Whether art imitates life or the other way around, popular culture and especially television is increasingly tackling some of society’s most pressing issues including sexual assault, equality and even the prescription drug problem that has grown to epidemic proportions in the United States and Canada. The recent premiere of the series The Conners, salvaged from the wreckage of the Roseanne show, in which the character Roseanne is killed off as a result of an opioid overdose, is a grim reflection of reality in our current society. And newer research demonstrates that socio-economic characteristics play an important role in understanding the opioid crisis.
In the last decade, the number of hospitalizations due to opioid poisoning has risen by 56 percent, according to a report by the Canadian Institute for Health Information. Nearly half of this increase has occurred in the past three years and is highest among people aged 45 or older. Research, using data from the 2011 National Household Survey, found that opioid overdoses were significantly higher among Indigenous and low-income people in British Columbia and Alberta. In the United States, the National Survey on Drug Use and Health showed that people who were unemployed had higher odds of non-medical use of prescription opioids.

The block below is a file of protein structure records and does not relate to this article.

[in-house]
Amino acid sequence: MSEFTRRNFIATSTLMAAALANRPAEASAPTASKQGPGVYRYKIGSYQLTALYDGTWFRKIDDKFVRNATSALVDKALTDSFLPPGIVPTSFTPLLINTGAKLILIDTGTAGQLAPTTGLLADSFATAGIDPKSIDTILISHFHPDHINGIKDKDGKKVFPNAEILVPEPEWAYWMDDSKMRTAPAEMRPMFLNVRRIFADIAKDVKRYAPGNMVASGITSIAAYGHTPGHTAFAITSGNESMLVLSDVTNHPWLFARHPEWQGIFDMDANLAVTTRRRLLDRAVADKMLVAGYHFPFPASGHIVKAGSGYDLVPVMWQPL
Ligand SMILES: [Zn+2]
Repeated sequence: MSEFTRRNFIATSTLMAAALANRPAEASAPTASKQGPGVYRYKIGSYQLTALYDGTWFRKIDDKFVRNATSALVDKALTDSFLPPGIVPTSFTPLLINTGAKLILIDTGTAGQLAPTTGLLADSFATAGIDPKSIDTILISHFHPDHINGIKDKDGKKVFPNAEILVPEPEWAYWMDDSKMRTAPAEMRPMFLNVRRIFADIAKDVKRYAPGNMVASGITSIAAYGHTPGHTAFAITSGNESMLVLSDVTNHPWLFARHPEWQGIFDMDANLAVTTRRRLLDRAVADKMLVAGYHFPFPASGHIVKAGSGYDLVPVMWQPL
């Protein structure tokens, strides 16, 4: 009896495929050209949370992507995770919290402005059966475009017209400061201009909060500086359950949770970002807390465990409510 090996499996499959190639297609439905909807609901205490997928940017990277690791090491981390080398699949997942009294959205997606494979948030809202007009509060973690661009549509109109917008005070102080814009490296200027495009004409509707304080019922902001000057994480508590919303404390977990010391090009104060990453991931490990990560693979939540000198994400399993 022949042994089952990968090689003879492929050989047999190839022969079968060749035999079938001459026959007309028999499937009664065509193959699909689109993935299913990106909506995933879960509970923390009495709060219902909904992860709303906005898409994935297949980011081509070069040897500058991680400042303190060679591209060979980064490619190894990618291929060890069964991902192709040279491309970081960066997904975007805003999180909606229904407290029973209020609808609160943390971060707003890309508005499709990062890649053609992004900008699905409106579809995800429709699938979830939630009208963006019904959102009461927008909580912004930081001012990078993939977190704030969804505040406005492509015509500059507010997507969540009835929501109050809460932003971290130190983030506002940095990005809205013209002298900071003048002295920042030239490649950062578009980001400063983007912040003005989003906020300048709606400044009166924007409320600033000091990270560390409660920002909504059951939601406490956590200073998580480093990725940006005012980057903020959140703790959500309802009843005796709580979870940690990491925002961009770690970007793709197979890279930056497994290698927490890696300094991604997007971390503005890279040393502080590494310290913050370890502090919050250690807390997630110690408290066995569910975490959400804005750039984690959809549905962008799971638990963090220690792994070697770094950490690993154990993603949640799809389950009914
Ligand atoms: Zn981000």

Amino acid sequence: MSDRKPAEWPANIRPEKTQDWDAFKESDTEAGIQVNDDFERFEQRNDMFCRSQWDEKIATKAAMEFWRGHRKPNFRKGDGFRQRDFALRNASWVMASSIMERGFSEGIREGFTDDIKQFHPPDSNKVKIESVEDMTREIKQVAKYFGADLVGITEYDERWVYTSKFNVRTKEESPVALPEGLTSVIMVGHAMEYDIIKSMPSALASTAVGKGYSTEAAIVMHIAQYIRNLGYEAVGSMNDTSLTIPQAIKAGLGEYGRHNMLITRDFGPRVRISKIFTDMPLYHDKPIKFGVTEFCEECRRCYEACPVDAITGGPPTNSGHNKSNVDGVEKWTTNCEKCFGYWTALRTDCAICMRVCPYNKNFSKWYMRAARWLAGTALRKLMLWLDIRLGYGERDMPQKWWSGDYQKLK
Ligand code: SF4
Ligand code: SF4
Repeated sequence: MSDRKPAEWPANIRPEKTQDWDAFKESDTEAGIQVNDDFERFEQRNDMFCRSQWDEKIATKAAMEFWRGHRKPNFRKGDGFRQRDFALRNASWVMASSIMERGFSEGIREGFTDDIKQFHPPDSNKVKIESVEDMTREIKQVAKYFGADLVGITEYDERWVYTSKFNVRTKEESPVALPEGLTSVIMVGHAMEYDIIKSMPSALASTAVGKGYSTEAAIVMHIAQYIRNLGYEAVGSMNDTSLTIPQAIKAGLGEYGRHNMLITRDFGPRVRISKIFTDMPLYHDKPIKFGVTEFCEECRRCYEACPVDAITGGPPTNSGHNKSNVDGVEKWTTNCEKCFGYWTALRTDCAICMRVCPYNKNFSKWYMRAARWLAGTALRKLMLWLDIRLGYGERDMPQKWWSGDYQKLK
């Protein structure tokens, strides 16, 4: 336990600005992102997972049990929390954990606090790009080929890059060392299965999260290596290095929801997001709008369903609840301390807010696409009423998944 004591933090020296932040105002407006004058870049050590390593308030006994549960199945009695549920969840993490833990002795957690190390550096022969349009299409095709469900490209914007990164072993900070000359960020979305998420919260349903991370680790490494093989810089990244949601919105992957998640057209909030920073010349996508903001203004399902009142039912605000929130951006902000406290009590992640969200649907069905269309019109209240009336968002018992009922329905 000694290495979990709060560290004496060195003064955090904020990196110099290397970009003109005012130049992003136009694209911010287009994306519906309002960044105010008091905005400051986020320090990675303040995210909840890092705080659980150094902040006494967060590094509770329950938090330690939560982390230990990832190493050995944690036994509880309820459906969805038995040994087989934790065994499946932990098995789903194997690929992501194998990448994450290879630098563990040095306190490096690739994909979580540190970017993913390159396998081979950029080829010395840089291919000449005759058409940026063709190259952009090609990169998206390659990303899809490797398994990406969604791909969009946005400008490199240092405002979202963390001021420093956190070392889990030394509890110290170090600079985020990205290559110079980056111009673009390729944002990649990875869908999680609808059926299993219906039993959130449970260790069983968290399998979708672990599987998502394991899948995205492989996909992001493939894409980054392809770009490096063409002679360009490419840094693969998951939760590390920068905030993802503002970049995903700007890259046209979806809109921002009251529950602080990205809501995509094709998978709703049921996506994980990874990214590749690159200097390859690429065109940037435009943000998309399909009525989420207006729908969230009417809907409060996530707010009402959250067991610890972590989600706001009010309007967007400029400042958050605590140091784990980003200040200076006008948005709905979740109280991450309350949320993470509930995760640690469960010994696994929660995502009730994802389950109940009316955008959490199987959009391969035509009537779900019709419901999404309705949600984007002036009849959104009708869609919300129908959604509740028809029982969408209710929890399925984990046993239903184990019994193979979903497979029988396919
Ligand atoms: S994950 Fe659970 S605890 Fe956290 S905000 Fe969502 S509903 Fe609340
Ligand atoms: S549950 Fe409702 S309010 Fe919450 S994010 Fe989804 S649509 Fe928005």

The Canadian study is the first of it’s kind to look at the relationship between socio-economic factors and hospitalization due to opioid poisoning (HOP). Education was also found to be linked with a greater incidence of HOP; people without a high school diploma were 2.1 times more likely to be hospitalized than those with a college diploma or university education(below a bachelor’s degree). Researchers discuss that in facing the growing challenge of opioid-related deaths in Canada and the United States, it’s important to address the effects of racism, employment status and education as well as provide better access to mental health services among at-risk groups.
Opioid use has also increased among adults over the age of 65 and recent research has found that one in seven nursing home residents were prescribed opioid drugs on a long-term basis. While many older adults in long-term care have persistent pain, opioid drugs can have sedating side effects and increase the risk for falls and fractures. And because elderly people may process drugs differently and take multiple medications, there is a greater potential for harm taking opioids on a long-term basis. Learn more about opioid addiction and older adults by following this link to the Center on Addiction website.